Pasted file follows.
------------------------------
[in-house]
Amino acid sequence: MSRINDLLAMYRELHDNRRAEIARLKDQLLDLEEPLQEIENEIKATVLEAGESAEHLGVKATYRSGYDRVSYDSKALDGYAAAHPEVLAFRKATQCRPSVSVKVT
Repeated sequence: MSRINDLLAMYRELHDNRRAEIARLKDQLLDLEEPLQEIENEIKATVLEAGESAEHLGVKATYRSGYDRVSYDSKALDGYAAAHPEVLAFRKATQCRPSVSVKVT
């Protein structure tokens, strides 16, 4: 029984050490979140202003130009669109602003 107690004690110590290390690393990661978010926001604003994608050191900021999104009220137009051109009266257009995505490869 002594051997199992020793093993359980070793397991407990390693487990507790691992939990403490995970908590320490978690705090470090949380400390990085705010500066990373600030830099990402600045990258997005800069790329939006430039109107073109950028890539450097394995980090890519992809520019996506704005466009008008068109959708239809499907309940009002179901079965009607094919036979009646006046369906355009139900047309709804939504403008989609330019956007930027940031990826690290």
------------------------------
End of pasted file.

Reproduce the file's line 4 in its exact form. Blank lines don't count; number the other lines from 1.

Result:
């Protein structure tokens, strides 16, 4: 029984050490979140202003130009669109602003 107690004690110590290390690393990661978010926001604003994608050191900021999104009220137009051109009266257009995505490869 002594051997199992020793093993359980070793397991407990390693487990507790691992939990403490995970908590320490978690705090470090949380400390990085705010500066990373600030830099990402600045990258997005800069790329939006430039109107073109950028890539450097394995980090890519992809520019996506704005466009008008068109959708239809499907309940009002179901079965009607094919036979009646006046369906355009139900047309709804939504403008989609330019956007930027940031990826690290």